Organisation BehaviourIntroduction One of the basic roles of tactical leaders in an organization is to develop and maintain organizational uniqueness that recompenses and promotes collective effort. Perhaps one of the most basic unique properties of an organization is organizational behaviour. Lawrence (1991, p. 6) claims that each organization subsists in an environment that establishes requisite behaviour that the organization must perform for it to survive. Each organization, with its requisite behaviour as the basis, develops behavioural traits that are exceptional to it and tend to carry on over time in definite patterns.
This report uses United States Fire and Rescue Service departments to elucidate further the various concepts of organizational behaviour. StatementUnited States Fire and Rescue ServiceIn the United States, fire and rescue services are well established as each state has a fire marshal office. Every state marshal office is assessed of its efficiency by factoring in issues such as code enforcement, fire investigation, review of plans, fire prevention inspections, fire data analysis and collection, fire service training and public fire edification. The United States’ Fire and Rescue Service has well structured state fire marshal organization patterns with different states falling under different fire and rescue departments.
These departments include: Department of Insurance, Department of Public Safety, State Emergency Department, Department of State, Fire Investigation-Justice-Attorney General, Department of Consumer and Industry Service, Justice-Attorney General, Department of Building Fire Safety, State Police, Department of Community Affairs, Governor’s Office, Secretary of State and Department of Housing and Community Development (Cote 2003, p. 12). Every department has fire and rescue training facilities, fire fighting equipment, protective clothing and equipment, emergency and fire prevention services and a personnel structure that is unique to the needs served by that particular department.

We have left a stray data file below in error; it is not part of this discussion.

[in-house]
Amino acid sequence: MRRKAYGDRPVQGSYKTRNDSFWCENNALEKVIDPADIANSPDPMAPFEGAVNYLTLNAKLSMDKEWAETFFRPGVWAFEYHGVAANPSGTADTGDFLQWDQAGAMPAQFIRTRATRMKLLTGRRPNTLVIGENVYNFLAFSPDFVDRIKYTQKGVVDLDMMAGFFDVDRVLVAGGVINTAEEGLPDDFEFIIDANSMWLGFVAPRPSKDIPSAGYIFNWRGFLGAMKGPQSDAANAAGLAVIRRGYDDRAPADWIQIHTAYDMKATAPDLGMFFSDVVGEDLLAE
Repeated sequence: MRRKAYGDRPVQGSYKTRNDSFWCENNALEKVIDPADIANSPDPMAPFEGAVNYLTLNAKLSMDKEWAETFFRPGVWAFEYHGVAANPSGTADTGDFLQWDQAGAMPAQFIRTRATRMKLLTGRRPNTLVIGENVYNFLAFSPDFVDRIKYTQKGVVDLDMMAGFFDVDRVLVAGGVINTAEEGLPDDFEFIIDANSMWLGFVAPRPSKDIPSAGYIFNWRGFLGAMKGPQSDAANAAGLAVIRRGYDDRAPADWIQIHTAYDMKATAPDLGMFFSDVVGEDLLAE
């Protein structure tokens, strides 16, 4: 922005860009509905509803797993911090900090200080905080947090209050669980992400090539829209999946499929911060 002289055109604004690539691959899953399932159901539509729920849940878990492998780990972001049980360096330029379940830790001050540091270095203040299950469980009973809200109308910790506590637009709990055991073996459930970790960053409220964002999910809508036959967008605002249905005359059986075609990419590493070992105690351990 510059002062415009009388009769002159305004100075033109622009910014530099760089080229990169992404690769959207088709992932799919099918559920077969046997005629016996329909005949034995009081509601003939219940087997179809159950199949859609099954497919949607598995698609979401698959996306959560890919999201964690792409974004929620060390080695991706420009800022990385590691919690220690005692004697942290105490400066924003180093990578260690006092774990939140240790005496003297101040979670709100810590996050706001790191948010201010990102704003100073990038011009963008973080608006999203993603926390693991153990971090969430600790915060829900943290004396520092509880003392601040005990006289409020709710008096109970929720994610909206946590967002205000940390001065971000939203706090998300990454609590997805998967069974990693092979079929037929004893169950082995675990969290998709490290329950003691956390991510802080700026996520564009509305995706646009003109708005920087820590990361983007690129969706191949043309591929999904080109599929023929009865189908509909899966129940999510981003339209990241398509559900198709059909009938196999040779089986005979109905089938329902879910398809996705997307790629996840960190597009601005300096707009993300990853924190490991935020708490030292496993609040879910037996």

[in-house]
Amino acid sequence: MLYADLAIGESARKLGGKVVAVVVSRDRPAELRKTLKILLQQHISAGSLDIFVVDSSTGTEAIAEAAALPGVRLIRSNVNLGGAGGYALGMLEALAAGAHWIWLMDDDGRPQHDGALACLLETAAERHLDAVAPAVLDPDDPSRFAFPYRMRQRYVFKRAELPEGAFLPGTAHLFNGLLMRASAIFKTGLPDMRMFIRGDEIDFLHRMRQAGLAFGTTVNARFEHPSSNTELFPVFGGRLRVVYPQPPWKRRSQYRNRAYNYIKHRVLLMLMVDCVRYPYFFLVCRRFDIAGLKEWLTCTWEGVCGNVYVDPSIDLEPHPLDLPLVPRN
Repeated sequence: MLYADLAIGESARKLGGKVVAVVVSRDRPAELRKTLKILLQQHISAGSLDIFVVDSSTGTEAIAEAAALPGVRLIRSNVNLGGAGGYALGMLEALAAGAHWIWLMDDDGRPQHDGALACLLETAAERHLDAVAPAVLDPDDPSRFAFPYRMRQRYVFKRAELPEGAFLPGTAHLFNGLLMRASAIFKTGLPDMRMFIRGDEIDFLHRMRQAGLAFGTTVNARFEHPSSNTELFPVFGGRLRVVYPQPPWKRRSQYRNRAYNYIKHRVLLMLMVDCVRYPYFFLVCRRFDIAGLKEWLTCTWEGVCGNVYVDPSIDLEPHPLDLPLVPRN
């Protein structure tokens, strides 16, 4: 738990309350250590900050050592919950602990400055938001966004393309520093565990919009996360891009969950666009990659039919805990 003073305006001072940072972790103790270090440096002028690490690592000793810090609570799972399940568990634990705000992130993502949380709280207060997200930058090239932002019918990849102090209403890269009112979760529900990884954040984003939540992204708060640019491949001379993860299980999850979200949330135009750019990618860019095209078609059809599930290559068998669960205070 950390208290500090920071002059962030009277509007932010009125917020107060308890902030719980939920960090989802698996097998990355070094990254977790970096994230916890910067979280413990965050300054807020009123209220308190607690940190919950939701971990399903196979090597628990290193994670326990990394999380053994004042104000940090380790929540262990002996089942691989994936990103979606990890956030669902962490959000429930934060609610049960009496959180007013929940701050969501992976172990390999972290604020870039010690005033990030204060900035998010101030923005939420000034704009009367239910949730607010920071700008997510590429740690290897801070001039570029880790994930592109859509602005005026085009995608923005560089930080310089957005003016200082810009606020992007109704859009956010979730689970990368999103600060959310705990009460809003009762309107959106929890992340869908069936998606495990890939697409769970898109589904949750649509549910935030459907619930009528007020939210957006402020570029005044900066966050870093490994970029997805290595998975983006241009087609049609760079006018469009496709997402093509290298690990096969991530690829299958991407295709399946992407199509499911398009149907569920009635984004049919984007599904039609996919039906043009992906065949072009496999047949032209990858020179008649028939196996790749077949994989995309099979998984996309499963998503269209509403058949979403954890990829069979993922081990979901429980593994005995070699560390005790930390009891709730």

Organizational contextAn organization’s environment contributes significantly to its optimal performance. When an organization handles its environment in the right way, it is unlikely to get itself into problems with other issues. External environmental factors have deep relationships with internal organization factors. One of the main external environmental factors is economy; economy serves a very critical role in developing the political atmosphere and solidity of a country. According to Griffin and Moorhead (2009) the economic growth, stock levels, price rises, future prospects, exchange rates and other economic factors greatly determine the success of an organization.
Government is another external environmental factor whose impact on internal organizational factors cannot be ignored. The government is responsible for structuring a good or bad political climate and constancy of a country highly depends on it. Government is also responsible for policy formulation and hence defines various roles such as levying of taxes, imposing of tariffs and product restrictions. Law or the legal aspects of a country are also other external environmental factors that establish the labour laws, union laws, licensing and organization operations.
Technology is probably the most unpredictable external factor that affects an organization. Technology is imperative in order for an organization to excel in its operations as it establishes organizational efficiency, new products, expenditure and convenience of service delivery.